In D.C., Florida fears over health care reform
Health care reform is supposed to address a badly flawed system, but Florida hospital and insurance executives sounded widespread concern about the proposals in a meeting this morning with the congressional delegation.
The executives said they fear safety net hospitals, like Jackson Memorial in Miami, would lose tens of millions, and said there is not enough to address a doctor shortage or long-term care needs.
"It is full of unintended consequences," said Michael Schlossberg with the Broward Association of Health Underwriters.
Dr. Eneida Roldan, president and CEO of Jackson Health System, said proposed cuts for disproportionate share hospitals would have devastating effect. Florida already ranks 44th in per capita funding despite having some of the most pressing needs. Jackson stands to lose $81 million in Medicaid funding and $43 million in Medicare, she said.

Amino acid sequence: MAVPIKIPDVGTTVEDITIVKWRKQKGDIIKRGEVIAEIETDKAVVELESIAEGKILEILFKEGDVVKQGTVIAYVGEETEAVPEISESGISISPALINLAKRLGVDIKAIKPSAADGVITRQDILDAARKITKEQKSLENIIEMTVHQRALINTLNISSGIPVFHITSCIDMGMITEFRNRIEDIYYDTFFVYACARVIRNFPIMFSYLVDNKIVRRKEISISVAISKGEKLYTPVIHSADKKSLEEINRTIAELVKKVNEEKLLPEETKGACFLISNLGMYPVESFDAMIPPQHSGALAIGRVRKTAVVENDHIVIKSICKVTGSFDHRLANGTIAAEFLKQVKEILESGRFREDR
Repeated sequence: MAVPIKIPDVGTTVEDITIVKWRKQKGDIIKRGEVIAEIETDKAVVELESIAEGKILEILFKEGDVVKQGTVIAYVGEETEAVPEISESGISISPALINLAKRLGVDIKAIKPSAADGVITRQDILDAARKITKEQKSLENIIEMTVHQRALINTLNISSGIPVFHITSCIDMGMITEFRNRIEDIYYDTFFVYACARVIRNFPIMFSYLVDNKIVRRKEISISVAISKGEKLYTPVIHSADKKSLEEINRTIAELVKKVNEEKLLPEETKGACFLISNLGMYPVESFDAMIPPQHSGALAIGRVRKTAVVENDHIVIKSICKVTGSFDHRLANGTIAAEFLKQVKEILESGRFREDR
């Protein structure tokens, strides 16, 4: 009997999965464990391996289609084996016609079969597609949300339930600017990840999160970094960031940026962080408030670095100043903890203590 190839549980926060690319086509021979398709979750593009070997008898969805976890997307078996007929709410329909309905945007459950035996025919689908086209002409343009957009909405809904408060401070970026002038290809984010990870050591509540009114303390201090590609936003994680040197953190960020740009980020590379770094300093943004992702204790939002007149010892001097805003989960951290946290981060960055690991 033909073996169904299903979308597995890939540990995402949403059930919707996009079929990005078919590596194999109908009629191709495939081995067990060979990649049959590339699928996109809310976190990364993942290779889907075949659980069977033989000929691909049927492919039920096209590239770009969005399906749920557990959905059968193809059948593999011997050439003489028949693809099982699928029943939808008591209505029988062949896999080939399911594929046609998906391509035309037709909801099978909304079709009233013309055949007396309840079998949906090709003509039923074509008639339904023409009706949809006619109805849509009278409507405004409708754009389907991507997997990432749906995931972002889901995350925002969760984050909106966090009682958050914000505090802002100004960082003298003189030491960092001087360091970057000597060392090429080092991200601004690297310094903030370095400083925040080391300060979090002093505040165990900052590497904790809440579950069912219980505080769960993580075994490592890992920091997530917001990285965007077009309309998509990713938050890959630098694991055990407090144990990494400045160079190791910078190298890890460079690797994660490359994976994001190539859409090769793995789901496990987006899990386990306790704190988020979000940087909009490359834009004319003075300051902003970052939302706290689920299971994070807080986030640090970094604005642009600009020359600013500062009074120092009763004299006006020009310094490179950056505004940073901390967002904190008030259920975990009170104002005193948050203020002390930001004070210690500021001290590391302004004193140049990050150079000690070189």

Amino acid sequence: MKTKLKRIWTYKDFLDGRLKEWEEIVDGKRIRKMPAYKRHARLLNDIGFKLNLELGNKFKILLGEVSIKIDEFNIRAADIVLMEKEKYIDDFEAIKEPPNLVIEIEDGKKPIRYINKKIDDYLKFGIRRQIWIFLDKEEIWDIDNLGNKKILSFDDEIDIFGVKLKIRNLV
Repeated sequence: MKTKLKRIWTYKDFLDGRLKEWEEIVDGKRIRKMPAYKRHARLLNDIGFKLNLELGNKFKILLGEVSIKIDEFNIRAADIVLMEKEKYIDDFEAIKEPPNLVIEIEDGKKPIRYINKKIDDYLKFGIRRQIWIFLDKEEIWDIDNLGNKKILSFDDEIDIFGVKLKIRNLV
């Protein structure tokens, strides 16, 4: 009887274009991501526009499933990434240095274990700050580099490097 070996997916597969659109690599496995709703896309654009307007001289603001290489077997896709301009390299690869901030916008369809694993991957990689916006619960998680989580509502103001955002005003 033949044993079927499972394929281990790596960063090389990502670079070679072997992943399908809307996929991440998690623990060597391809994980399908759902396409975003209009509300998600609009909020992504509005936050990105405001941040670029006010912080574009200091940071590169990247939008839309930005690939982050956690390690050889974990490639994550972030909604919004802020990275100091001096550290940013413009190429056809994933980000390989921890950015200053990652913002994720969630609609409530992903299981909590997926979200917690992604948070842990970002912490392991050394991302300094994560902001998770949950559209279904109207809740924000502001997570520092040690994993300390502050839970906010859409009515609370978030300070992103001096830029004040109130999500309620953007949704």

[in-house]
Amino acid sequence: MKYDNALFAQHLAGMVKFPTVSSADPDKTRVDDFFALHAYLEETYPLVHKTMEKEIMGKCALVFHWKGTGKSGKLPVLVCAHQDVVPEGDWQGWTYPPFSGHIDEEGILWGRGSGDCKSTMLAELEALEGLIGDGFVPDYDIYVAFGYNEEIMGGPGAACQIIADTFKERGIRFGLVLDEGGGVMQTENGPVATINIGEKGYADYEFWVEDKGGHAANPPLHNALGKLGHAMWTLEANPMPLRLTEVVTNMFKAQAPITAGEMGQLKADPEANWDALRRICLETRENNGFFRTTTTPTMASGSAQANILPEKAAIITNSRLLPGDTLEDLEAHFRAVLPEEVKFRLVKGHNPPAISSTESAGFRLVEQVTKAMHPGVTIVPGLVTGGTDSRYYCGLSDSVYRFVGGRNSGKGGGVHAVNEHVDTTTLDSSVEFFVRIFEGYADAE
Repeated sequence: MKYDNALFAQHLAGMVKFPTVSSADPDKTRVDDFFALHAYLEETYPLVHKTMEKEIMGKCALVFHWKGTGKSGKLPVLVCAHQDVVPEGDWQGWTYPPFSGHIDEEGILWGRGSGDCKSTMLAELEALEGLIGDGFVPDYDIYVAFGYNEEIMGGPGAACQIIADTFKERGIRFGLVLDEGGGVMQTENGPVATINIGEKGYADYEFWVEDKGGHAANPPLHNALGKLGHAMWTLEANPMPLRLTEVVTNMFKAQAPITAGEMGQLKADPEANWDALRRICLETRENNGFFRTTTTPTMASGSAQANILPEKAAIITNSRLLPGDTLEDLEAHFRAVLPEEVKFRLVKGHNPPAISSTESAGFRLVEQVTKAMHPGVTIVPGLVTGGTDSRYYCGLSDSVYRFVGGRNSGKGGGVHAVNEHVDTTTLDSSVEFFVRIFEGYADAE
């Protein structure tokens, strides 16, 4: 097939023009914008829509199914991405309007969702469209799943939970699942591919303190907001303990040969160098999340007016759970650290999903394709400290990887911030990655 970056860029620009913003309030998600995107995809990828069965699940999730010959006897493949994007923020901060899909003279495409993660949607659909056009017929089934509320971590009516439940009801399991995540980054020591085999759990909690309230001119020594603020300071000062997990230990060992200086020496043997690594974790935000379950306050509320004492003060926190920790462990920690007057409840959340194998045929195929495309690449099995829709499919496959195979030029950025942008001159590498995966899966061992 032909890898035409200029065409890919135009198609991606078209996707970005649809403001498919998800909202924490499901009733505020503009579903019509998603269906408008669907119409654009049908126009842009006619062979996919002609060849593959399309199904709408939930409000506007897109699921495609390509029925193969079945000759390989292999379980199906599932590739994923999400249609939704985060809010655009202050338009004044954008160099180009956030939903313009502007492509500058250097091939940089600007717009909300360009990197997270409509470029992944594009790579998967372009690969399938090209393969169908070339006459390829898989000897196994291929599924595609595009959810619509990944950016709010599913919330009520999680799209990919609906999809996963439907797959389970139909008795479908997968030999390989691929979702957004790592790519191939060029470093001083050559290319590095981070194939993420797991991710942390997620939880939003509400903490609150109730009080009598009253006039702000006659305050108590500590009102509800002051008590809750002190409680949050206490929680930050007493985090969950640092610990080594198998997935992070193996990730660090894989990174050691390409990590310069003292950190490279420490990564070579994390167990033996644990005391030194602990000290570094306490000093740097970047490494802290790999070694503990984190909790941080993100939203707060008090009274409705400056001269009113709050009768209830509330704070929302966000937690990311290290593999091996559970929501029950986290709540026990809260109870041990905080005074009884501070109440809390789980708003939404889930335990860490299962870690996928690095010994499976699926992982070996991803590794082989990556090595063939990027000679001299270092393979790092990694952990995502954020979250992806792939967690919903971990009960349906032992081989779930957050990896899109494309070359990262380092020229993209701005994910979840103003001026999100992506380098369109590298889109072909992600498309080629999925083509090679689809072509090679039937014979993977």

U.S. Rep. Kathy Castor, D-Tampa, said House leaders have agreed to look at the proposed cuts for unfunded care. She highlighted positive aspects of the plan, including some increased funding for doctor residencies (a few hundred for Florida) but acknowledged there is more work to do.
"We're so close to this historic step," Castor said. "Floridians have a lot to gain."
Though cordial, lawmakers at times displayed the tension surrounding the debate.
Rep. Allen Boyd, D-Monticello, suggested greed has helped cripple the system. "When I was growing up, doctors weren't in it for the profit," he said.
Rep. Mario Diaz-Balart, R-Miami, blasted the House Democratic bill, saying it would result in cuts to Medicare.
But Rep. Alcee Hastings, D-Miramar, said reservations among lawmakers reflected re-election calculations, not courage. "It's impossible to believe that we don't have the sense enough to sit down and do what is right for our country."